Wednesday, December 9, 2009

Robert Frank's Contact Sheets at the Met

I finally got myself uptown to see the great Robert Frank show, Looking In: Robert Frank's The Americans, at the Metropolitan Museum of Art. It was well worth the trip. Many of the pictures on view are large and beautiful vintage prints. Even if you have seen them often before in print or in various exhibitions they are well worth seeing again. As wonderful as the pictures are I will confess that I was more interested in the exhibited contact sheets that Frank made of individual rolls of film. We are awarded by them the rare opportunity to do a little forensic analysis of Frank's approach and manner of looking, thinking and photographing. In most cases we see what I think one typically expects to see in the contact sheets of an experienced photographer. The photographer sees something of interest, moves around the subject a bit perhaps and makes a few frames until they are satisfied, or dissatisfied, with the subject and the moment and then moves on. The contact sheets contain some gems, of course, as well as a few less successful pokes and pulls that are the byproduct of anyone hard at work. What is most surprising to see, and damn near shocking, is that there is often just a single frame of what are the most exceptional and iconic images from the book. That is the case with the great, if not arguably "THE" greatest, picture of the 20th century. One damn frame. That was it! In fact, most of this roll is comprised entirely of variations of pictures that are of a passing parade. At one moment, who knows why, Frank turns his back to the parade. Perhaps he nervously hears the loud screech of the trolly that must have been just a few feet behind him. He turns, sees this and snap, BOOM!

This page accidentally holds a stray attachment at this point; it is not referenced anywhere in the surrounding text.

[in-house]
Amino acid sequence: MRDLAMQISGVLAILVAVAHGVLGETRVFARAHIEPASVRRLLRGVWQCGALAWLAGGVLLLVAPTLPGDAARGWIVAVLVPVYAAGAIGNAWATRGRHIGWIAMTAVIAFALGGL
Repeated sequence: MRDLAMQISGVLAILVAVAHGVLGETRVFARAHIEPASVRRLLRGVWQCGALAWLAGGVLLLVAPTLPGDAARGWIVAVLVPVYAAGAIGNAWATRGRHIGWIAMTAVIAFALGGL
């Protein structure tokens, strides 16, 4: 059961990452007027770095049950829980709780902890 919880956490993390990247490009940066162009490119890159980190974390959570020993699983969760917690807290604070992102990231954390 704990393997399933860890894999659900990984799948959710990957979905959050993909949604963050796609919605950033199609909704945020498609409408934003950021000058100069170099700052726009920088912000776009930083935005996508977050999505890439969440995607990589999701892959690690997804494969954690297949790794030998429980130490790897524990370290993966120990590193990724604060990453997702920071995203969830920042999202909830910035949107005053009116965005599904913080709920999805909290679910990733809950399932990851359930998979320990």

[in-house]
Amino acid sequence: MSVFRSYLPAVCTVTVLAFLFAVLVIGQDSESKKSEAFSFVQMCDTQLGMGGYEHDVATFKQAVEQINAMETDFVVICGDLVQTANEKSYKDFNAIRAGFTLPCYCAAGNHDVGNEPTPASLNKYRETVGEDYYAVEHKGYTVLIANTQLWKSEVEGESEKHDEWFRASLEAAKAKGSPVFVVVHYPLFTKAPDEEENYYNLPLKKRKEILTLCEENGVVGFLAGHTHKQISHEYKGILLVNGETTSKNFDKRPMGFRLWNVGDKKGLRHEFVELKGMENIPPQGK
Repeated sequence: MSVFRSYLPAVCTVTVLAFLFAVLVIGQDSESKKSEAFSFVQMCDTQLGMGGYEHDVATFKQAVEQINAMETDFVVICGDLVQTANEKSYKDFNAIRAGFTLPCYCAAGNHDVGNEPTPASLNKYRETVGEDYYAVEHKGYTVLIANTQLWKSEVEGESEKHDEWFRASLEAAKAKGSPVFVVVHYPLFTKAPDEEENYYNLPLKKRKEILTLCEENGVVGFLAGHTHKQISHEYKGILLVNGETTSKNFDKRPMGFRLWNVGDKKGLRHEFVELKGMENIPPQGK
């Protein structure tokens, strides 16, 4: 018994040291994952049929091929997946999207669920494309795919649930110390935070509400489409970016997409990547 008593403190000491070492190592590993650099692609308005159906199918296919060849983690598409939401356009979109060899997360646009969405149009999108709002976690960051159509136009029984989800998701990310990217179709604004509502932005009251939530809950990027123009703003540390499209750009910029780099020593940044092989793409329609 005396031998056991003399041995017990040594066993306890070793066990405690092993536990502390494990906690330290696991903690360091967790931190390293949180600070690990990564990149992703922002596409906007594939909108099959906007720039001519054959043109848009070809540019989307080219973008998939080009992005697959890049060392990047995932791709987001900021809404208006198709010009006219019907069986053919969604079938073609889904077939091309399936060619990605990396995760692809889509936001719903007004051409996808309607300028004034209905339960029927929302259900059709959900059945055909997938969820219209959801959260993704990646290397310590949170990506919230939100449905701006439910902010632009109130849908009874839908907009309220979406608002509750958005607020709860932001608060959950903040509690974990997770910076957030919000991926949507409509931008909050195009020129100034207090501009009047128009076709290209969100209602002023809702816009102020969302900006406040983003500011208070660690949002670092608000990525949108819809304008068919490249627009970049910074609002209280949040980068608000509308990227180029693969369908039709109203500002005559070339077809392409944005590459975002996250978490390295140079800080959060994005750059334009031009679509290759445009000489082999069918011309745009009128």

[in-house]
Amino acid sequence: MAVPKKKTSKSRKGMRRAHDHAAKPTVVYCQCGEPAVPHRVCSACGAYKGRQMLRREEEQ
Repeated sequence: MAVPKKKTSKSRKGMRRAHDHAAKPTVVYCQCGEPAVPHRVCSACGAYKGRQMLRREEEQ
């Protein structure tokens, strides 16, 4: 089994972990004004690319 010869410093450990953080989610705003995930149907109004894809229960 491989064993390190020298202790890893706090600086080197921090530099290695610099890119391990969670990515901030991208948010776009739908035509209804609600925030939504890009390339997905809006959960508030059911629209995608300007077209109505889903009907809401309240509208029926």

Robert Frank, Trolley, New Orleans, 1955. From his book The Americans

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1 comment:

smithy said...

Great point and a great show. I was blown away by how the quality of the work prints that didn't quite make it in the final edit of the book. Another amazing testament to his smarts.